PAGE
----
We drove down the gravel road, through a mostly dry river bed, and from there the road started to get bumpy. And then it got very bumpy. As in, for a small time, the road was constructed totally from large, loose rocks, and after getting past the rocks, the rest of the road was… well, the Chaparrí website says that it’s “uneven,” but I’d have to say that that’s an understatement, especially when you’re riding in a mototaxi with no real suspension to speak of. The next 20 minutes of my life were spent gritting my teeth and hoping that my man-boobs didn’t start to sag from all the jostling.
We finally arrived at the gate of the Chaparrí Reserve. We were pretty excited as the mototaxi driver walked over to open the gate. He looked confused when the gate wouldn’t open. It was locked. We waited a few moments for him to produce a key from his pocket or something to open the gate. Instead, he started to look around for a place to drive the mototaxi through the fence. Nothing. After about 5 minutes of messing around, he turned around and took off walking down the road, back in the direction we came from.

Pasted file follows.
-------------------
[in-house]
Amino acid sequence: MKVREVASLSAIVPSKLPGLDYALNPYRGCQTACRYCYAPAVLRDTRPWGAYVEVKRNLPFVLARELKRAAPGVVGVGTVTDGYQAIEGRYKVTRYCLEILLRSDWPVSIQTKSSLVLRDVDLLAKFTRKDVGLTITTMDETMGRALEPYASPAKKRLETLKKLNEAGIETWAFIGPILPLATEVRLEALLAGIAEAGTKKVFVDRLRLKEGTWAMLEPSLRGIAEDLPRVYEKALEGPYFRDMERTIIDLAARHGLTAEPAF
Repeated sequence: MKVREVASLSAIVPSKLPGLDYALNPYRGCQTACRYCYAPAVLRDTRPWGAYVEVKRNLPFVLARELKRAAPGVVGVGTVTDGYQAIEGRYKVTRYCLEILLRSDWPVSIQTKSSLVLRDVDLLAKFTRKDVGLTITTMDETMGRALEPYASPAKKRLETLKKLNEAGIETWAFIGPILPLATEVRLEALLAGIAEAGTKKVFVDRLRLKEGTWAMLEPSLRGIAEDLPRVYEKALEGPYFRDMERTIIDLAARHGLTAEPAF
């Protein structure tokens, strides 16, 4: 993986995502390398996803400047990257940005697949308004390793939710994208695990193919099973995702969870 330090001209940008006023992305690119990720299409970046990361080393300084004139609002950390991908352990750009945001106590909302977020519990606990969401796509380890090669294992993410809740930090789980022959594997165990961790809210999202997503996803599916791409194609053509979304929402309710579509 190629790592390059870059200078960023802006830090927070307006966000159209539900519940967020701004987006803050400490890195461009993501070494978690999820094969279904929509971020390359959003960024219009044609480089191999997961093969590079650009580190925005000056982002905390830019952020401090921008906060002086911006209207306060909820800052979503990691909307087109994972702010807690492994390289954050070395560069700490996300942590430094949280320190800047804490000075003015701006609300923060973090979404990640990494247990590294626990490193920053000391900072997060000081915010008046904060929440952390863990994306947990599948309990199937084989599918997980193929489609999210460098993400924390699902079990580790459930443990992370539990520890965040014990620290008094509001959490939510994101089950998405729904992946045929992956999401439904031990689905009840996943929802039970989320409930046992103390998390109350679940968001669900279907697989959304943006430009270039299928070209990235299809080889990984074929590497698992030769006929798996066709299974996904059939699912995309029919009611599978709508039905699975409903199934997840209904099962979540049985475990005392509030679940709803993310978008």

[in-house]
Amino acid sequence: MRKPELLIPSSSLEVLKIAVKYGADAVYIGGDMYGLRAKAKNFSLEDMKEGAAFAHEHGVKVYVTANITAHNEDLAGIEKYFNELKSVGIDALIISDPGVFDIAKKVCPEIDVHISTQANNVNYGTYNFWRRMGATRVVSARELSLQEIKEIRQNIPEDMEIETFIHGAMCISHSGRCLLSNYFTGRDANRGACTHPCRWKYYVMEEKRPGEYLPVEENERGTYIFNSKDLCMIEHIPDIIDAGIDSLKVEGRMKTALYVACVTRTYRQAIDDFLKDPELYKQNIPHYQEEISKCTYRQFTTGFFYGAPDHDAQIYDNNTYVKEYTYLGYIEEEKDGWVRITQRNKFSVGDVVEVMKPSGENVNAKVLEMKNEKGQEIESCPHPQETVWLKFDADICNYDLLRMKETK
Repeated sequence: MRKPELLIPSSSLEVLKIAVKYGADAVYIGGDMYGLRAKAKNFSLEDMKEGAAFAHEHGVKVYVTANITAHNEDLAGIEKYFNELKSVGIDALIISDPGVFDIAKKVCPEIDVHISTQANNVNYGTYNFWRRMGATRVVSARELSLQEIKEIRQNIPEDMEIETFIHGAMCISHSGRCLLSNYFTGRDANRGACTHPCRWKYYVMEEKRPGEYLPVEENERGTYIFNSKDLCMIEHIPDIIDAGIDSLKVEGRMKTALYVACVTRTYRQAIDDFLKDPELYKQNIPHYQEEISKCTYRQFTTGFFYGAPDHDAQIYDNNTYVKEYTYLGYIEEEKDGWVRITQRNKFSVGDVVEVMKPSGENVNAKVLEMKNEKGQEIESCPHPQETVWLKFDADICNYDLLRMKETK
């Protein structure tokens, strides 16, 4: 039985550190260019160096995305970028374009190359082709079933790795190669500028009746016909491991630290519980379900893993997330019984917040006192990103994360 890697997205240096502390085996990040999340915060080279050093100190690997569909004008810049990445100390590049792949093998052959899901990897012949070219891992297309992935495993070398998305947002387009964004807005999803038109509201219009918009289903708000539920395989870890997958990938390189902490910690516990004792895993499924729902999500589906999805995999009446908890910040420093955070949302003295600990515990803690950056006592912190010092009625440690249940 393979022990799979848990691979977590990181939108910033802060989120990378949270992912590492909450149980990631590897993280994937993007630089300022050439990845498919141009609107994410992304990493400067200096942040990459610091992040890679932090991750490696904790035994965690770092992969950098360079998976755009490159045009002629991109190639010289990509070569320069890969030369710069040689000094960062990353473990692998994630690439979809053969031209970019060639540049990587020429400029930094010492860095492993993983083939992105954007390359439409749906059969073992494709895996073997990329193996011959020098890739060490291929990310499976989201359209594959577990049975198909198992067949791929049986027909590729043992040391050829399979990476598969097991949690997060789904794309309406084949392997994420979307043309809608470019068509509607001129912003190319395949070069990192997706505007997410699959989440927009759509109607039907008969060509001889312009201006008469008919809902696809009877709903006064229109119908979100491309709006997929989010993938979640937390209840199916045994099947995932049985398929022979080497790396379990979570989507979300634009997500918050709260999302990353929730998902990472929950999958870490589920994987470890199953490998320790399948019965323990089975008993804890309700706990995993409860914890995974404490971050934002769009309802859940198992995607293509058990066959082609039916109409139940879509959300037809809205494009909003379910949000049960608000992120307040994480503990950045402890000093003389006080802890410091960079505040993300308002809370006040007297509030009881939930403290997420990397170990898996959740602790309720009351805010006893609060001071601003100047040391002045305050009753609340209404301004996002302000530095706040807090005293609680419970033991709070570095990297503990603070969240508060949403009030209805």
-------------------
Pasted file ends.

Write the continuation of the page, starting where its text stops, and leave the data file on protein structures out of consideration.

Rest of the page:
So my friend and I stood there and waited with the driverless mototaxi. I joked around that the driver probably charged 100 Soles to pay for wear and tear on the mototaxi. I took some photos of the nearby mountains. Then I started to bake in the sun. We were both happy that we had bought a 2 liter bottle of water back in Chongoyape. After waiting for close to 30 minutes, the mototaxi driver finally returned. There was a place about a half mile back (by my estimation) where we could get information. So we got in the mototaxi and took off down the bumpy road once again.
There was a lady at the place who was kind enough to call the Chaparrí office, who told her that we needed to go back to town to the Boletería de Chaparrí. I groaned in regret at not opening my mouth and saying something when I saw the sign for the Boletería de Chaparrí. But in retrospect, I think the driver would have ignored it anyway. If it was a big enough sign for me to see it, I’m almost certain the driver saw it too. After all, it was on the same road as the turnoff to go to Chaparrí.